Objectives: To provide a comprehensive overview of health economic evaluations of patient education interventions for people living with chronic illness.
Methods: Relevant literature published between 2000 and 2016 has been comprehensively reviewed, with attention paid to variations in study, intervention, and patient characteristics.
Results: Of the 4693 titles identified, 56 articles met the inclusion criteria and were included in this scoping review. Of the studies reviewed, 46 concluded that patient education interventions were beneficial in terms of decreased hospitalization, visits to Emergency Departments or General Practitioners, provide benefits in terms of quality-adjusted life years, and reduce loss of production. Eight studies found no health economic impact of the interventions.
Conclusions: The results of this review strongly suggest that patient education interventions, regardless of study design and time horizon, are an effective tool to cut costs. This is a relatively new area of research, and there is a great need of more research within this field.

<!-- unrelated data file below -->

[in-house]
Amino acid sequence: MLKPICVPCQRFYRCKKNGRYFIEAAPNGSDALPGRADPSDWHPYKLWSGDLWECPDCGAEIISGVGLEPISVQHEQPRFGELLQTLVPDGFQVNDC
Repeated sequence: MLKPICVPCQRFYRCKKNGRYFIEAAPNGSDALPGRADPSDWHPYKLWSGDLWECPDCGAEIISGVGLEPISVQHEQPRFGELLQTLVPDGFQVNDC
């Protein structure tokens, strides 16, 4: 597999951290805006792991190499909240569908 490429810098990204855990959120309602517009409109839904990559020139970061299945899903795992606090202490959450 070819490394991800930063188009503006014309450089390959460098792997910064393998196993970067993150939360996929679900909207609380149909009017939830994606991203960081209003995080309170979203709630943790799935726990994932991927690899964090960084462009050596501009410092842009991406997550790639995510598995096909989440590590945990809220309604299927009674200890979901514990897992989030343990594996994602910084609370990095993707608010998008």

Practice implications: In bringing this evidence together, our hope is that healthcare providers and managers can use this information within a broad decision-making process, as guidance in discussions of care quality and of how to provide appropriate, cost-effective patient education interventions.
Keywords: Chronic disease; Disease management; Health economic evaluation; Health economic impact; Patient education.
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